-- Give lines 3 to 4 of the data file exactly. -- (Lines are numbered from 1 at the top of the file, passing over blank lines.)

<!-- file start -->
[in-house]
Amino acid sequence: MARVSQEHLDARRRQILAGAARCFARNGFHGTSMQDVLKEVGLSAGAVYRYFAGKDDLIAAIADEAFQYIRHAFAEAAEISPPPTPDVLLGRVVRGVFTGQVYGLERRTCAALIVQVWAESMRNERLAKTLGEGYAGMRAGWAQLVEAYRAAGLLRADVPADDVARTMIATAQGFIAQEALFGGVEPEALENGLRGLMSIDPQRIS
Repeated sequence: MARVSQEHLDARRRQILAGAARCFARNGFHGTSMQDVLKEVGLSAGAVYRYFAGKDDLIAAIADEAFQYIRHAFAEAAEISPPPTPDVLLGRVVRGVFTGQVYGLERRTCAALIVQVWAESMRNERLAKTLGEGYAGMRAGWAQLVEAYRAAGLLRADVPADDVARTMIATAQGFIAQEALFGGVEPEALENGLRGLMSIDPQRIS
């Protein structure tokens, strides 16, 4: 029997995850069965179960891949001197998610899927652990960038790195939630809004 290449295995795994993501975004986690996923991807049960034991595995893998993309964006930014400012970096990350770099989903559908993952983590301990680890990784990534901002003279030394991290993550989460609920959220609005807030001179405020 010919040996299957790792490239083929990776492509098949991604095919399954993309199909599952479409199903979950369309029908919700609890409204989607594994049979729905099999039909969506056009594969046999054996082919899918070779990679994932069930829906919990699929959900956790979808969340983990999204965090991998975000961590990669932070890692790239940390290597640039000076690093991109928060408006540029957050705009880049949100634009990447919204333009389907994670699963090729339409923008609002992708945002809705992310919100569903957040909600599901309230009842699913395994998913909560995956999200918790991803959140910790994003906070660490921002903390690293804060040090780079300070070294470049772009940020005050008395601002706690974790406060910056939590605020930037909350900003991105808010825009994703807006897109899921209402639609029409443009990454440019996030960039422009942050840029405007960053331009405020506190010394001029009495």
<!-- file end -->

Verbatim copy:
Repeated sequence: MARVSQEHLDARRRQILAGAARCFARNGFHGTSMQDVLKEVGLSAGAVYRYFAGKDDLIAAIADEAFQYIRHAFAEAAEISPPPTPDVLLGRVVRGVFTGQVYGLERRTCAALIVQVWAESMRNERLAKTLGEGYAGMRAGWAQLVEAYRAAGLLRADVPADDVARTMIATAQGFIAQEALFGGVEPEALENGLRGLMSIDPQRIS
């Protein structure tokens, strides 16, 4: 029997995850069965179960891949001197998610899927652990960038790195939630809004 290449295995795994993501975004986690996923991807049960034991595995893998993309964006930014400012970096990350770099989903559908993952983590301990680890990784990534901002003279030394991290993550989460609920959220609005807030001179405020 010919040996299957790792490239083929990776492509098949991604095919399954993309199909599952479409199903979950369309029908919700609890409204989607594994049979729905099999039909969506056009594969046999054996082919899918070779990679994932069930829906919990699929959900956790979808969340983990999204965090991998975000961590990669932070890692790239940390290597640039000076690093991109928060408006540029957050705009880049949100634009990447919204333009389907994670699963090729339409923008609002992708945002809705992310919100569903957040909600599901309230009842699913395994998913909560995956999200918790991803959140910790994003906070660490921002903390690293804060040090780079300070070294470049772009940020005050008395601002706690974790406060910056939590605020930037909350900003991105808010825009994703807006897109899921209402639609029409443009990454440019996030960039422009942050840029405007960053331009405020506190010394001029009495």